Moore’s Law works not because it is a law but because it used to be the thing companies designed their roadmaps around - since everyone else was using it also. It is slowing down not, not because of physics but because of economics. The next few nodes are so expensive that there are fewer and fewer types of chips that need that kind of speed at volumes that will pay off the costs of the new fabs.

Most technologies follow similar S curves - they start off slowly, with the kinks being worked out and first adopters using it. Then they accelerate rapidly, and then slow down again as all the obvious innovations get made and the product become commodities. Cars and PCs are both at this final stage. I’d say electronic navigation in cars is still in the first stage.

Engineer Henry Petroski has written a series of popular books on the way technology works and evolves. He would never predict what future trends might be, either micro or macro, but he understands how it’s worked in the past. I’d recommend any of his books on how “failure,” i.e. the continuous gap between current design and the potential for a technology, drives innovation.

MIT’s Media Lab has spent thirty years working on the future of technology. There are several books about the work they’ve done. While much of it is interesting, I can’t think of a single example of anything they’ve said was the “future” of something that’s happened that way, although many individual components exist in the real world today.

Futurists have about the same success rate as psychics. Back in grad school (c1972) I wrote a paper about how radio would fragment into narrowcasts for specific audiences. The notion was obvious: the reality took many zigs and zags before it happened. The best way to determine the worth of a prediction is to go forward twenty years and look back. You can then cherry pick the ones that came true. But you’ll notice how few people ever make two correct hits.

There are two different types of technological development. The simpler, and simpler to predict, is refinement. You take something that already exists, and you make it a little better in some way. What that “better” is depends on what the original tech was. For an MP3 player, making it smaller might be a good thing. For a car, maybe not, since you still need to fit people inside it. For the car, you might make it more fuel-efficient, or you might give it a greater top speed, or make it safer, or re-arrange the cabin to make it more space-efficient, or any number of other improvements. The MP3 player would be improved by giving it a better interface, or a longer battery life, or making it more durable, or giving it more capacity. And we can expect that all of these incremental improvements will be made, to some degree, as time goes on. So the car of the future will be faster, safer, and more efficient than the car of today, and the MP3 player of the future will last longer on a charge, store more songs, and be easier to use.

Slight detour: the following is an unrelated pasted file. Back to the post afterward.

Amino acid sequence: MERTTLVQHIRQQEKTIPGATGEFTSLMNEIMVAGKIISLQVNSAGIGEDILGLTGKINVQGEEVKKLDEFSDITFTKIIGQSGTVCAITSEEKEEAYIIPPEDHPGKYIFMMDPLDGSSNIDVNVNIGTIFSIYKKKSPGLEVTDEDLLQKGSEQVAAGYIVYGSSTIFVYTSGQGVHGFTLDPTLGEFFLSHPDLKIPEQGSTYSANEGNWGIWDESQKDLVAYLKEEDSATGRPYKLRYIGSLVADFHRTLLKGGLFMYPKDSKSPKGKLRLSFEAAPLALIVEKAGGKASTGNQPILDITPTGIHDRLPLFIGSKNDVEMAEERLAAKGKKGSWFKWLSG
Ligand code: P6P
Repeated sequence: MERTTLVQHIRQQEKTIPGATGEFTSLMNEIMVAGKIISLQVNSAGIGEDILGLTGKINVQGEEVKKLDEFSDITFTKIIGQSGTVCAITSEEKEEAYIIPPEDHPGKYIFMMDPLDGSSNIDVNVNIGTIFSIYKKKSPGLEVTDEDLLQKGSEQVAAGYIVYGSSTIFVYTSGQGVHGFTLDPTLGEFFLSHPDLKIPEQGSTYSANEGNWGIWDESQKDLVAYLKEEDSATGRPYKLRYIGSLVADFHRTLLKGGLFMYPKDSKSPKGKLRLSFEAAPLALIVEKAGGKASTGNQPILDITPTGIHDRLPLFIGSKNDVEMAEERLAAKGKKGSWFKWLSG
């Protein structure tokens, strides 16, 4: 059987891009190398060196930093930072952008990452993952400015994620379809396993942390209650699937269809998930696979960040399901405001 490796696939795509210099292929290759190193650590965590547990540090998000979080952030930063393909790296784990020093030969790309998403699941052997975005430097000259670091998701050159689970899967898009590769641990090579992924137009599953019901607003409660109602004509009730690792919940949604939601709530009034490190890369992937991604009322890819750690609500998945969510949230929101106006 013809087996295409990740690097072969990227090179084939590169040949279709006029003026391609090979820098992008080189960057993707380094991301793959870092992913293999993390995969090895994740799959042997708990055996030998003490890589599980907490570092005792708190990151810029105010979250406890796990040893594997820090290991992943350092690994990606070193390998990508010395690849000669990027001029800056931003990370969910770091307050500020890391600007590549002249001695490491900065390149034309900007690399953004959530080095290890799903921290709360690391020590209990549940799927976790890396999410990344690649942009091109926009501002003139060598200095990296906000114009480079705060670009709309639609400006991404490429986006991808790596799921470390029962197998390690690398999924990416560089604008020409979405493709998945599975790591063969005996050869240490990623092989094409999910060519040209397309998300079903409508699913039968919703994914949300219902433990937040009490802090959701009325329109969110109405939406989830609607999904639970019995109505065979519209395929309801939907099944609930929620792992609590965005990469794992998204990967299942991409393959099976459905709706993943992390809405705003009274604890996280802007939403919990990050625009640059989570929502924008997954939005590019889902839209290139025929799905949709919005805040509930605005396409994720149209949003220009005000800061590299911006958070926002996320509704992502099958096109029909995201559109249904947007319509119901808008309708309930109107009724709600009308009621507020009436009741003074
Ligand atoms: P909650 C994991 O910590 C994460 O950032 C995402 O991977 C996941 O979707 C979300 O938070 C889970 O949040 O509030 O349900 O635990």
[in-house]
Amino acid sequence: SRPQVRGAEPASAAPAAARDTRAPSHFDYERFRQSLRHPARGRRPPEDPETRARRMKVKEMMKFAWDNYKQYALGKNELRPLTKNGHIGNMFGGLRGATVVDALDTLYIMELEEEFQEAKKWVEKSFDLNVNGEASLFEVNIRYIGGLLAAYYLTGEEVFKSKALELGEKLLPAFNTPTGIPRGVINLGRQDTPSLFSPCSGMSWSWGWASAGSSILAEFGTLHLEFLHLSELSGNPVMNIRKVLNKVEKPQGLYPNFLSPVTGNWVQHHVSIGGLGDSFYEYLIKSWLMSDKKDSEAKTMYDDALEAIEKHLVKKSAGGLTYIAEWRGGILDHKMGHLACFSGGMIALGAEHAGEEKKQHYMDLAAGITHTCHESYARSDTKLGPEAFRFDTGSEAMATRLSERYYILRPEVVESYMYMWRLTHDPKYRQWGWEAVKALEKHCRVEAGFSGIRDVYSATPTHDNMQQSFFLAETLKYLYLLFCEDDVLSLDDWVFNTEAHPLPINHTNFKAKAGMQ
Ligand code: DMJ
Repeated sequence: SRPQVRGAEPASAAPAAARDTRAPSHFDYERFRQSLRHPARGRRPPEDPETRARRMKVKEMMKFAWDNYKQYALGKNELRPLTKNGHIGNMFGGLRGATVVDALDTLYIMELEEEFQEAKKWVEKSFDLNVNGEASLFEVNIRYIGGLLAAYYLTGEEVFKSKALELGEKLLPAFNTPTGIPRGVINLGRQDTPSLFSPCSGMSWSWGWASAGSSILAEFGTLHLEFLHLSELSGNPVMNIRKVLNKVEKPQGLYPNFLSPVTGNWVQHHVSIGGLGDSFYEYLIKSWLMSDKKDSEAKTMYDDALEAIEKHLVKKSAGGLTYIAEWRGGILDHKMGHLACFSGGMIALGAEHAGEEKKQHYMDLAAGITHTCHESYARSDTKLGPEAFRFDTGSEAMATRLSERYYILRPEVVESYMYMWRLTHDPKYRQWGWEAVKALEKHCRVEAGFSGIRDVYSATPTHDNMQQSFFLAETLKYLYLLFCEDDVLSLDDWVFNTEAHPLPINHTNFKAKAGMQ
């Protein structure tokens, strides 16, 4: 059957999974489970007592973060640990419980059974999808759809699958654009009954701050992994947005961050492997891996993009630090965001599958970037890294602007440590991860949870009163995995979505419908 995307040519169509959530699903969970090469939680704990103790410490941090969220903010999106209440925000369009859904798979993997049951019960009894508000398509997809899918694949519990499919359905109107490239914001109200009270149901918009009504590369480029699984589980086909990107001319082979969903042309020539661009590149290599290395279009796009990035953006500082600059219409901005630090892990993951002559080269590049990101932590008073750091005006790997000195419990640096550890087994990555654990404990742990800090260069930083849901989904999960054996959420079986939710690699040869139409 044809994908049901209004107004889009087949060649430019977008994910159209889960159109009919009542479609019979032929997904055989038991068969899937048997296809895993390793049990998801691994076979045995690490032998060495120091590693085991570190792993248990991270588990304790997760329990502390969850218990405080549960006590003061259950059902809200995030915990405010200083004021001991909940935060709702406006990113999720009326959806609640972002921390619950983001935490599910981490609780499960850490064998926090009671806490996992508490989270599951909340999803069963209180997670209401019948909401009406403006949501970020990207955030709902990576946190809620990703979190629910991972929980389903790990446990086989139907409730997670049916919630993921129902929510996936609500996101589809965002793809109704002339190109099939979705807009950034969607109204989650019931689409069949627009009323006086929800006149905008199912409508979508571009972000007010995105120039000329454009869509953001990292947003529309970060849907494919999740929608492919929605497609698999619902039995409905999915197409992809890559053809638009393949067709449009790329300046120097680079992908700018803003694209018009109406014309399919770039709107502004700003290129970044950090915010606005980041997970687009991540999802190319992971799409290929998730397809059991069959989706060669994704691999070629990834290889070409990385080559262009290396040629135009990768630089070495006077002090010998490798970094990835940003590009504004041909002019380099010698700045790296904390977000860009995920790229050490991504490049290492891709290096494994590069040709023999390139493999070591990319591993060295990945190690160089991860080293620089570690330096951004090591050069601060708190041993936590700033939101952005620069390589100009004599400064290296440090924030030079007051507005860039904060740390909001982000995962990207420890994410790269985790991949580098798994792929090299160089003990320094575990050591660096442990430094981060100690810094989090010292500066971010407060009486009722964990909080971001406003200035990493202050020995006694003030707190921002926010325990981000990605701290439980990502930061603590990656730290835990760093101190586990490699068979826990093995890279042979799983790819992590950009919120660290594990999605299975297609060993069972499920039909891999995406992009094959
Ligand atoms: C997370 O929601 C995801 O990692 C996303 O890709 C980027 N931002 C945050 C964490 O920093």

But there’s a limit to how far you can refine any given technology, and that’s where the second type of advance comes in. The second type of advance is innovation, making a completely new product. This new product may fill a similar niche to an existing product, but it does it in a very different way. It might start off not as good as the older style product, since it hasn’t had the years of refinement yet. But it will eventually be refined as well, and eventually hopefully supass the old style. One example of this might be electric cars: An electric car is not just a slight modification of a design of a gas car; it’s a completely different sort of thing. And right now, electric cars are worse than gasoline ones in almost every way: They’re slower, they have a shorter range, they’re more expensive both to buy and to maintain. But they have a different set of limitations than gasoline cars, and might, with sufficient refinement, end up better than them. The thing is, while incremental advances are somewhat predictable, innovations are not, in general. They mostly depend on someone getting a good idea, and if nobody happens to have gotten that idea yet, they don’t happen.

Of course, there’s some overlap. For instance, the fuel injector, which replaced the carberateur, was an innovation, but it resulted in an incremental advance in the automobile. It was easy to say that somebody would come up with a way to make a car better; that’s the predictable type of advance. It was more difficult to predict that what they came up with would be a better way of mixing the fuel and air, since that specifically is an innovation.